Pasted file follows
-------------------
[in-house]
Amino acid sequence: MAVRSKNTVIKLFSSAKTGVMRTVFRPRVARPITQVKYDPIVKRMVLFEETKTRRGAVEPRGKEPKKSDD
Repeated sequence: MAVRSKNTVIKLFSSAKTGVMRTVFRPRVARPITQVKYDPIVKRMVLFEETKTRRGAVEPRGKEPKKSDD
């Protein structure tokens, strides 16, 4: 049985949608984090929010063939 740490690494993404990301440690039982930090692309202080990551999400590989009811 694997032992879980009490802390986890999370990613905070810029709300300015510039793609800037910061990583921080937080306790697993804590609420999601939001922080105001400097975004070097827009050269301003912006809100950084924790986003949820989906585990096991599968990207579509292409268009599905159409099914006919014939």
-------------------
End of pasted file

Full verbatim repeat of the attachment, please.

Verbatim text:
[in-house]
Amino acid sequence: MAVRSKNTVIKLFSSAKTGVMRTVFRPRVARPITQVKYDPIVKRMVLFEETKTRRGAVEPRGKEPKKSDD
Repeated sequence: MAVRSKNTVIKLFSSAKTGVMRTVFRPRVARPITQVKYDPIVKRMVLFEETKTRRGAVEPRGKEPKKSDD
């Protein structure tokens, strides 16, 4: 049985949608984090929010063939 740490690494993404990301440690039982930090692309202080990551999400590989009811 694997032992879980009490802390986890999370990613905070810029709300300015510039793609800037910061990583921080937080306790697993804590609420999601939001922080105001400097975004070097827009050269301003912006809100950084924790986003949820989906585990096991599968990207579509292409268009599905159409099914006919014939």